Wild Recipes

Drum Roll Please. On Eating Freshwater Drum

Latest posts by Brandon Kimmett (see all)
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On our section of the Bay of Quinte in Lake Ontario, the walleye bite is reliably good from opening day on the first Saturday in May, until at least mid-summer. A particularly good concentration of shoals and shelves keep the walleye happy until the water really starts to warm.

Trolling these features, with worm harnesses on bottom bouncers, minnow-baits or spinners will reliably put fish in the boat. If jigging is your thing, that works too. I’ve even caught them off the dock while throwing spinnerbaits for bass.   

Countless walleye anglers in these parts know the heartbreak of losing a big walleye or two. I’ve also witnessed glee turn to rage, as a large fish get brought up to the boat, only to be the lowly freshwater drum, or as we call them ‘round here, sheepshead.

Almost always, these fish are thrown over the side with emotions ranging from disappointment to disgust. Little did these folks know, they were throwing back a high-quality and delicious protein source. Freshwater drum make amazing table fare and are as easy to work with as walleye or bass.   

Contrary to popular belief, this rich, fatty meat, doesn’t contain any extra bones, unlike many of the bottom dwellers it’s accused of hanging around with. That’s because sheepshead aren’t bottom dwellers. While they do eat crustaceans like crawfish, and more importantly in these waters, zebra mussels, they spend a good amount of their time eating similar baitfish to walleye.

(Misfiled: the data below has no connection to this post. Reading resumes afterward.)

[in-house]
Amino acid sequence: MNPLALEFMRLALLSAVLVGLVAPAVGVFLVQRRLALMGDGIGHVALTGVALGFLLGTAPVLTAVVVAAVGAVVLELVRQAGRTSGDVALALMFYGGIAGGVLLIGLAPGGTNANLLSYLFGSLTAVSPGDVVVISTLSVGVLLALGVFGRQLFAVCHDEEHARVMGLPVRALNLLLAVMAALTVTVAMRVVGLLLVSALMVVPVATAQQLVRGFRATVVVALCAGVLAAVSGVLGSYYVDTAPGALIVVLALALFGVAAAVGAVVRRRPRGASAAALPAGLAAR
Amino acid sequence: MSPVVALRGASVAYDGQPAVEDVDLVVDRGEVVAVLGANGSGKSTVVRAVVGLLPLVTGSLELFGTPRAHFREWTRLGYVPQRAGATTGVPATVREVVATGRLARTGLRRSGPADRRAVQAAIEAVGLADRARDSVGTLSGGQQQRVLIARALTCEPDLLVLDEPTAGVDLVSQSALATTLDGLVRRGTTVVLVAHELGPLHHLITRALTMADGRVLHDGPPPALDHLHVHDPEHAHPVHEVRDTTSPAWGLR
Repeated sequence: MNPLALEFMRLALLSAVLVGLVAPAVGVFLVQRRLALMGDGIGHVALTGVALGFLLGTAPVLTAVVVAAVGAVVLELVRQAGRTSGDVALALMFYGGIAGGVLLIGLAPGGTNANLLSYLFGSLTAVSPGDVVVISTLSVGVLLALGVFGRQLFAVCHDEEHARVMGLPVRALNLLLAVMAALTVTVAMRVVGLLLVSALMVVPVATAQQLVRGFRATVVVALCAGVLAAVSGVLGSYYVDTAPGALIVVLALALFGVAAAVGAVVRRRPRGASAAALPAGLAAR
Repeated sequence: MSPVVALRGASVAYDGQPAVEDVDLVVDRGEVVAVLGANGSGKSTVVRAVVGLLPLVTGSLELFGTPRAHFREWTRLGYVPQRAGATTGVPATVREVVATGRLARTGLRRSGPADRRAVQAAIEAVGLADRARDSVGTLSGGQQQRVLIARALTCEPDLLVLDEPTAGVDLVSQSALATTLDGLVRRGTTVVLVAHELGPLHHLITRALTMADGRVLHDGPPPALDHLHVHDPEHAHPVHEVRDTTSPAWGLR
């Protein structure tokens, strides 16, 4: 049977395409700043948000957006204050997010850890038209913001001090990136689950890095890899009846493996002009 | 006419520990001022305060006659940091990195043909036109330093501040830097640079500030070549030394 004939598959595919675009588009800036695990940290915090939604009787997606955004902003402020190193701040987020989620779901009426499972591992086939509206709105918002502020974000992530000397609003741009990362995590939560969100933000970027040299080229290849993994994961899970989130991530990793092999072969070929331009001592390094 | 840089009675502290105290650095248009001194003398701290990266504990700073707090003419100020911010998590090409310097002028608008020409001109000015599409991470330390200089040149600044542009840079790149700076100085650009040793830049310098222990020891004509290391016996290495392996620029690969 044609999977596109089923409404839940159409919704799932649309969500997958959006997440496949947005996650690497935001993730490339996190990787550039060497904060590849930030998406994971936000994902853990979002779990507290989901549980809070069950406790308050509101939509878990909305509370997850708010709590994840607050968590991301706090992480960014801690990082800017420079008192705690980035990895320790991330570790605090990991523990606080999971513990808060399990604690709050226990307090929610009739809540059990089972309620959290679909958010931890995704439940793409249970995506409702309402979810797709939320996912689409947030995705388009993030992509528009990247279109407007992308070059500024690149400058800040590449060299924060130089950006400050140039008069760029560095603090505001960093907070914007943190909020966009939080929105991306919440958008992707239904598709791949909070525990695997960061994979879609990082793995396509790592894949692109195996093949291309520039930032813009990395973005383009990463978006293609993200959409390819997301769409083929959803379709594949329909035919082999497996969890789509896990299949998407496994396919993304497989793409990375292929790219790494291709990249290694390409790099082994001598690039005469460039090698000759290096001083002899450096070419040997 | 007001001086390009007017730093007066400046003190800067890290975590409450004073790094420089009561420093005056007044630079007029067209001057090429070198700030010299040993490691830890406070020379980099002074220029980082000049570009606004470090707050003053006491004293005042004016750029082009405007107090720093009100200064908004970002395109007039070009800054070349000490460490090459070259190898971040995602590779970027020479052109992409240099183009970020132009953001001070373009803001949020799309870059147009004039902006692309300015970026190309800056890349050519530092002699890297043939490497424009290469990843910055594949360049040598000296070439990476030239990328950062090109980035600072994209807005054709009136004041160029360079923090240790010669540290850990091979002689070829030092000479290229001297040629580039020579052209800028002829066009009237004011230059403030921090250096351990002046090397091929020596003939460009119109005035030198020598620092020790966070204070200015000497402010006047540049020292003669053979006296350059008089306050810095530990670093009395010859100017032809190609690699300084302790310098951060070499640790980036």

A single, average-sized drum provides a surprisingly large amount of firm and mild-tasting meat.

Like any other white-fleshed fish, it is great cut into thin pieces and breaded and fried. The neighbour down the road, who runs a camping park and fishing outfit, recommends cutting the filets into big chunks and treating them the same way you would chicken, to produce a fine nugget. He sees a lot of folks come back to camp with sheepshead – a family who’s rented a boat for the day doesn’t know what they’ve caught, let alone how to clean or cook it. So, he’ll offer up that “nugget” of wisdom. He’s never had a guest come back with a negative report.

Instead of being flakey like walleye, drum meat is thick and firm. The heartiness of the meat means it lends itself wonderfully to chowders and stews. It can be used in a similar manner to catfish. It’s known as gaspergou in other parts and plays a role in creole cooking.

The key to ensuring the cleanest, firmest meat possible, be sure to handle the fish properly after you catch it.

First off, you want to bleed it. Sever its gills with a sharp blade, and toss it in a bucket of water, or over the edge of the boat on a stringer; you can even use your live well if it’s your first (or only) catch of the day. After 10 or 15 minutes, get that fish onto some ice! If there’s room, I recommend always bringing a bucket and cooler of clean ice for all your bled catches. If you can’t, toss the drum into your beverage cooler and drink around it. Because freshwater drum meat is so fatty, it will go soft and mushy if allowed to warm, so keep that fish frosty!